Although we don't believe in timing the market or panicking over daily movements, we do like to keep an eye on market changes -- just in case they're material to our investing thesis.
After the Nasdaq halted trading for a few hours and we were treated to a few mediocre economic data points, the major indexes all managed to close higher today. And because of today's move, the Dow Jones Industrial Average (DJINDICES:^DJI) managed to break its six-day losing streak as it posted a gain of 66 points, or 0.44%, and now sits at 14,963. The S&P 500 rose higher by 0.86% and despite being closed for more than two-and-a-half hours, the Nasdaq still beat the other two indexes and jumped by a strong 1.08%.
Let's take a quick look at a few of the Dow's big winners that helped move the index into the black this afternoon.
Shares of Boeing (NYSE:BA) rose 1.18% today. The company has had a good week, as no issues have been raised with its 787 Dreamliner -- which seems to have a new problem nearly once a week during 2013. Not only has the company not experienced any Dreamliner problems, but it has also received a number of upgrades over the past few days and could possibly receive a $10 billion contract sometime in September. News that the German airline Lufthansa is expected to announce an order for 50 wide-body jets sometime in mid-September broke this afternoon. Those familiar with the matter said that the whole order could go to either Boeing or Airbus or it could be split between the two companies. The airline will replace the 22 Boeing 747s and more than 20 Airbus A340s that it plans to retire.
Despite experiencing the temporary blackout of trading, shares of Microsoft (NASDAQ:MSFT) rose 2.47%, making it once again the top stock of the day. The stock received an upgrade from Nomura today and after being removed from the firms buy list back in April, it has been once again restored to a buy rating. The firm's reason for the change wasn't necessarily because the analyst believes the fundamentals of Big Softy's business are improving but that an activist investor may begin pushing for changes within the company. ValueAct, a San Francisco hedge fund run by Jeffery Ubben, has a 0.7% stake in the company and although Ubben has been quiet thus far about Microsoft, the Nomura analyst doesn't believe that will be the case for much longer. Ubben often fights for change at companies he holds a stake in and Rick Sherlund, the Nomura analyst, believes that Ubben will be able to gain support from other shareholders who have been disappointed with Microsoft's stock performance over the past few years.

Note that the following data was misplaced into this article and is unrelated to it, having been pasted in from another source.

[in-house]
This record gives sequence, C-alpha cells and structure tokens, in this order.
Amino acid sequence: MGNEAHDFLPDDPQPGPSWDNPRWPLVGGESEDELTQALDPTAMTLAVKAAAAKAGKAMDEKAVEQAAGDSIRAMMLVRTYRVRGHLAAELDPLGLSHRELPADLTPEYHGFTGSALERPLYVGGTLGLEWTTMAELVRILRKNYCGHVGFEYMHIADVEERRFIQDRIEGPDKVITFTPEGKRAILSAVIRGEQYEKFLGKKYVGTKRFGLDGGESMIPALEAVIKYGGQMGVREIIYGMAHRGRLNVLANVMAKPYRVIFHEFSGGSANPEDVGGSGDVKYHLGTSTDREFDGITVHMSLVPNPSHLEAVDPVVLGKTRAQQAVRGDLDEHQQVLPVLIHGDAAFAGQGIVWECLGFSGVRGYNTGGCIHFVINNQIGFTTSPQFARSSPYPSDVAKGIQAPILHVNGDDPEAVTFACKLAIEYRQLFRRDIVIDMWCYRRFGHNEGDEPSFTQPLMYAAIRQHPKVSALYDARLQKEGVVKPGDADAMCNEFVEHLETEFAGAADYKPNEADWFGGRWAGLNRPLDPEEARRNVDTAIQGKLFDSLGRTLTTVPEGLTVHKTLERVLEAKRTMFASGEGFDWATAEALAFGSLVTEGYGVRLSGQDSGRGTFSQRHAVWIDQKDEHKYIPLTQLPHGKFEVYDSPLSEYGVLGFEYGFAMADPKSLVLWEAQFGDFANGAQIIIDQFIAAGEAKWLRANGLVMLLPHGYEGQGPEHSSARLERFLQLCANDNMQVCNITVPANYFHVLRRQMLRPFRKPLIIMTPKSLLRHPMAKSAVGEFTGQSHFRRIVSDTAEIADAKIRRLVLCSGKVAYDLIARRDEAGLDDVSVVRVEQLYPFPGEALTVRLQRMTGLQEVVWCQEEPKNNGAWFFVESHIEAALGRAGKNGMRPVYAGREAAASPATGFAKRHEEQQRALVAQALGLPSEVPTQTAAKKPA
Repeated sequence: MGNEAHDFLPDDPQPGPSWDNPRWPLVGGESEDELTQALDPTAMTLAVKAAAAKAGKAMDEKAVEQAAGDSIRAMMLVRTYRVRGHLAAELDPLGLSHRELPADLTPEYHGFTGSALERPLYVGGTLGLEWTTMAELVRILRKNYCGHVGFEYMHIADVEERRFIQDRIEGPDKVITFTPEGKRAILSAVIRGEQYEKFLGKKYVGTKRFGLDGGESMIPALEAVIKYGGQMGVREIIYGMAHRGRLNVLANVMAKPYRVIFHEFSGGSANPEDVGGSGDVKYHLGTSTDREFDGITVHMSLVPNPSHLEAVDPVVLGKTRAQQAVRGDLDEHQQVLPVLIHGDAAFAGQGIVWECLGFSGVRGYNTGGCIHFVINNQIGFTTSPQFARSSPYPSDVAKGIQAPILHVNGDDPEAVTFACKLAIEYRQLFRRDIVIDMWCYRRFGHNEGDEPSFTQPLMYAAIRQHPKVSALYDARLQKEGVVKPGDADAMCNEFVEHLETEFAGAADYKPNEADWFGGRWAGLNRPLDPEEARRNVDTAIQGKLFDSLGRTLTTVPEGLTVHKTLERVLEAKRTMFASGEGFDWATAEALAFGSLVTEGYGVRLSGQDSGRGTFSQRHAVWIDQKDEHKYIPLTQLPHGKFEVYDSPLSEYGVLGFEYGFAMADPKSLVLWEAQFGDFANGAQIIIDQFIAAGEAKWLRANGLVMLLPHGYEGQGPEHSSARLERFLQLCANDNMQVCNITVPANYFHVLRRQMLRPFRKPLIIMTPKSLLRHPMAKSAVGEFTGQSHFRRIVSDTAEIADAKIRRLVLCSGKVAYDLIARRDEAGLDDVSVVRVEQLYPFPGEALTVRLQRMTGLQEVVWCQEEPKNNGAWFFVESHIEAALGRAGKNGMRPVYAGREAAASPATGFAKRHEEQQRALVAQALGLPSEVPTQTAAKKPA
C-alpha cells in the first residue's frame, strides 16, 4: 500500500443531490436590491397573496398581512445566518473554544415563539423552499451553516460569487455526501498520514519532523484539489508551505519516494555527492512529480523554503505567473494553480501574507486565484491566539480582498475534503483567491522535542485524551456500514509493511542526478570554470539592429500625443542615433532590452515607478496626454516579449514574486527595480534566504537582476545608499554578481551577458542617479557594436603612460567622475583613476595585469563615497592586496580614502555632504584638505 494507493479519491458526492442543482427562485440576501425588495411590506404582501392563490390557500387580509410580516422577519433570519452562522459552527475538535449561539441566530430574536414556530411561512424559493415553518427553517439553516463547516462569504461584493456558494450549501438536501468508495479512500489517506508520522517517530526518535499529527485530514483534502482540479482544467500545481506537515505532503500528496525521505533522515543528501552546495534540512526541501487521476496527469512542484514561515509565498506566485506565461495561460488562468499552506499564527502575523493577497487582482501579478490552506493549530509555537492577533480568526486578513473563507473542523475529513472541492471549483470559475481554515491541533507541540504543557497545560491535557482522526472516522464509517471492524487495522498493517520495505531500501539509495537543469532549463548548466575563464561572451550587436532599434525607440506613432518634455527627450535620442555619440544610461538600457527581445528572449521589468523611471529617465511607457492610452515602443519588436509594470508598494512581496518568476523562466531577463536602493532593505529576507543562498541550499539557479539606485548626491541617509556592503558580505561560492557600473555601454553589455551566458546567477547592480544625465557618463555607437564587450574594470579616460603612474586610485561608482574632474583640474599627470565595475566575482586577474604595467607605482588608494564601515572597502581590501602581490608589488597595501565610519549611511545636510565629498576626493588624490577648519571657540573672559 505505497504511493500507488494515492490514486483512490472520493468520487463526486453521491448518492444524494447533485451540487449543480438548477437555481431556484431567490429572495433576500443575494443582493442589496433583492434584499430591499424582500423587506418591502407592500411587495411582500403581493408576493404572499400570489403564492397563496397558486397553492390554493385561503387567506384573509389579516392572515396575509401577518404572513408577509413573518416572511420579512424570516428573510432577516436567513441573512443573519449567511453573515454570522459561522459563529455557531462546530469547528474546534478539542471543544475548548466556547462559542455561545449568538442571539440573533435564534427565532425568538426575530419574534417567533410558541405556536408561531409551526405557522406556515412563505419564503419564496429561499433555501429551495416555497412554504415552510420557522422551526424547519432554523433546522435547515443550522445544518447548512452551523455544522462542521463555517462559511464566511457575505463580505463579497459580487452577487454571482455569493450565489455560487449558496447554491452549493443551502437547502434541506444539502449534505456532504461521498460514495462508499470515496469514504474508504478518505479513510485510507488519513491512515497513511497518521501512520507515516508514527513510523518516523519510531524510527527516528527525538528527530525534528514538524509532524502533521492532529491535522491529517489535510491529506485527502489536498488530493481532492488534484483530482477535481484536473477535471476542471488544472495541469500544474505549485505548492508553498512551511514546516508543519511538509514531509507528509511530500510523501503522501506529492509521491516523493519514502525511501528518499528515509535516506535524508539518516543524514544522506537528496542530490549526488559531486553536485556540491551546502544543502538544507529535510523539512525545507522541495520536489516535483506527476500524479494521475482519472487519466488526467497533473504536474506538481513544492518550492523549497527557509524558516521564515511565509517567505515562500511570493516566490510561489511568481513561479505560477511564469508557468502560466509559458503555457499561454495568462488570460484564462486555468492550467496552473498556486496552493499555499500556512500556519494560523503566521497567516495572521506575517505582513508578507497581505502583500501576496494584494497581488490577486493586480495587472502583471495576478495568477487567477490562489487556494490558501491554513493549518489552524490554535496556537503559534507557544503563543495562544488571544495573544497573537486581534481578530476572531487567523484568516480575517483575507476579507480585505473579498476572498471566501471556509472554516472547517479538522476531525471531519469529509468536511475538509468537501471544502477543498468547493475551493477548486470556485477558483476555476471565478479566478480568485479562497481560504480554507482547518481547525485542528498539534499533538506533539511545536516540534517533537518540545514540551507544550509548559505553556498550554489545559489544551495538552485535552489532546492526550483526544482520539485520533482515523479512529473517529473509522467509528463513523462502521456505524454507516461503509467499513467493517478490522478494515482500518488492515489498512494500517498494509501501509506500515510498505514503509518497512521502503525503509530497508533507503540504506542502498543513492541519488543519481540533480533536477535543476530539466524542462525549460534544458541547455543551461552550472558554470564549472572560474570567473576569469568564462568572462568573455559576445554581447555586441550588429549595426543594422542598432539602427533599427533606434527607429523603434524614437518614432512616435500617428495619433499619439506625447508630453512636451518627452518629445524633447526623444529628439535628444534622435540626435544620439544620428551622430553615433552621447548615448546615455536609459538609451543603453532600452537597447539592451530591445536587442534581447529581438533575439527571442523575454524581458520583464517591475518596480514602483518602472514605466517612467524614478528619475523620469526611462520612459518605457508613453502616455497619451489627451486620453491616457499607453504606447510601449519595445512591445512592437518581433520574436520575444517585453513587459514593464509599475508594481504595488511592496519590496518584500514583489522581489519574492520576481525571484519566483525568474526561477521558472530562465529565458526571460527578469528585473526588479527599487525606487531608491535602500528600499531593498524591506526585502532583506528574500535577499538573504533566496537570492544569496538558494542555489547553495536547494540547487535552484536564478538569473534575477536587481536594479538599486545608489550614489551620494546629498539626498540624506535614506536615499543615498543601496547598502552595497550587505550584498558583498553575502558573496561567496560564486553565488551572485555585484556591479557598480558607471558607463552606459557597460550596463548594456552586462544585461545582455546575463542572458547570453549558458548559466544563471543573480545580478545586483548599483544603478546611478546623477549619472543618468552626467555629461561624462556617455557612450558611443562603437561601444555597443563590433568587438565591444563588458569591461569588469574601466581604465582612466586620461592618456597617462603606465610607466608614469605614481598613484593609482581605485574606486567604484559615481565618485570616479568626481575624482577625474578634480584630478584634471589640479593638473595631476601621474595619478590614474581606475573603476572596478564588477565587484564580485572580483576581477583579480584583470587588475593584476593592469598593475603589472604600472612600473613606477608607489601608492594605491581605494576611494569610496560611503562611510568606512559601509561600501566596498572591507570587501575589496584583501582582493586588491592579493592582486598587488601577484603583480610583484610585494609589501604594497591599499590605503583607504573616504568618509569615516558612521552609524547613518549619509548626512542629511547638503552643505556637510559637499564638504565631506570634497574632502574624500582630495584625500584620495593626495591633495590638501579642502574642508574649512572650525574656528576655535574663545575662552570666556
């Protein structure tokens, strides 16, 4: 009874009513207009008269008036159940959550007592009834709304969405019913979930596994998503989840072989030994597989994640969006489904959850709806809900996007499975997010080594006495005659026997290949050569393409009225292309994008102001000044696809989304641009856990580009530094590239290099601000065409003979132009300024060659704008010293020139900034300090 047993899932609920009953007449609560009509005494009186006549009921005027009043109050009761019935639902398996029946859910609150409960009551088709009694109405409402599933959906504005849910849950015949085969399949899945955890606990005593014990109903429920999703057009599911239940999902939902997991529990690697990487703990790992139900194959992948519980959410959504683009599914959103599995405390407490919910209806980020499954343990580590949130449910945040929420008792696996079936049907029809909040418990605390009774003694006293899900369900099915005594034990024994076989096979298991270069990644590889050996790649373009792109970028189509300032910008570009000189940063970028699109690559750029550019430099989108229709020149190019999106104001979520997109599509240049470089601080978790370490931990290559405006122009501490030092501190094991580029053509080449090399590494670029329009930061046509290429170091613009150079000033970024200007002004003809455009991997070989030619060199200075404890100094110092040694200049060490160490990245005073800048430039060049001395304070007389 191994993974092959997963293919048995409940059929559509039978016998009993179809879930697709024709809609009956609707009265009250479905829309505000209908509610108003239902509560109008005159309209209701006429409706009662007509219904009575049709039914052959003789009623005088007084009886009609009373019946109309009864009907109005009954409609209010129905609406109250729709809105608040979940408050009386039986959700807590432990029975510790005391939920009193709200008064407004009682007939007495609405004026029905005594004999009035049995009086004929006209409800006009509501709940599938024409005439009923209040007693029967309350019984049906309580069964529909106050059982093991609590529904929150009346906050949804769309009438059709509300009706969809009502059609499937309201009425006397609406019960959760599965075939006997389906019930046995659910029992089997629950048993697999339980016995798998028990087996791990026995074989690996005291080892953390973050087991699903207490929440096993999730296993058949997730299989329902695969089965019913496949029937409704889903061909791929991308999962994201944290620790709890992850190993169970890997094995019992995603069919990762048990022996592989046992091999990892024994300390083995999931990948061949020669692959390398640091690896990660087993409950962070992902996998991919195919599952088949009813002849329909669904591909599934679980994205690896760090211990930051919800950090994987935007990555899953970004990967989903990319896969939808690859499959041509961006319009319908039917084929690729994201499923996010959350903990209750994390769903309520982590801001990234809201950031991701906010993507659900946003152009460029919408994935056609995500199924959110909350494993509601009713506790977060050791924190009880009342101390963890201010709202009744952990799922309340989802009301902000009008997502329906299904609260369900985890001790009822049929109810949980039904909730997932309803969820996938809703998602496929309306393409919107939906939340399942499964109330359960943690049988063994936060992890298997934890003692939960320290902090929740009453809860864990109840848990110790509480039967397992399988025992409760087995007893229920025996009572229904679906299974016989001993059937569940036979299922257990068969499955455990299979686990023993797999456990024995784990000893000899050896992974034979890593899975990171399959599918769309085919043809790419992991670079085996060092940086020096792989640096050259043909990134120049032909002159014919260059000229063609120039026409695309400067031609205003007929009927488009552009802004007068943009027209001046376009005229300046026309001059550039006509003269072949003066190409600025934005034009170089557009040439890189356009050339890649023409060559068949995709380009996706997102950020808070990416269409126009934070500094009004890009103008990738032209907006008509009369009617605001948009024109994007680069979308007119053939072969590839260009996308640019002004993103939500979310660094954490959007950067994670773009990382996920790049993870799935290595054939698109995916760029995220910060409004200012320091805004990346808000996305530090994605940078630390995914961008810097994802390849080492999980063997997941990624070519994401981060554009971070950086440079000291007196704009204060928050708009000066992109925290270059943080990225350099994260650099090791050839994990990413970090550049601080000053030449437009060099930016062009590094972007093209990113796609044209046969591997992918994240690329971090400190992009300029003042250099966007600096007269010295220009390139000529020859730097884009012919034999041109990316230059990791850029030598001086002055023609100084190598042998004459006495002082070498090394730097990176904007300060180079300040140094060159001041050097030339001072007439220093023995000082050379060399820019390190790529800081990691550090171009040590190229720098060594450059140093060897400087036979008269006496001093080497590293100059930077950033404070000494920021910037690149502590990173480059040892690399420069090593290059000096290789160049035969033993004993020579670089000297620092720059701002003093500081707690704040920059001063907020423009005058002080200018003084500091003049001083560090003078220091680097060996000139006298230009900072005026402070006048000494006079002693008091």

Shares of both Bank of America (NYSE:BAC) and JPMorgan Chase (NYSE:JPM) increased by more than 1% -- 1.6% and 1.12%, respectively, to be exact. These moves came higher despite all the problems the banks are having with regulators and the report today that Moody's may cut the ratings on at least four of the six largest U.S. banks. Moody's Investors Service is currently reviewing Bank of America and Citigroup with the direction of their ratings unknown at this time, but is considering downgrading the debt ratings of JPMorgan Chase, Morgan Stanley, Wells Fargo, and Goldman Sachs because it believes that the government may be more reserved about ensuring the financial institutions' survival if we were to go through another crisis.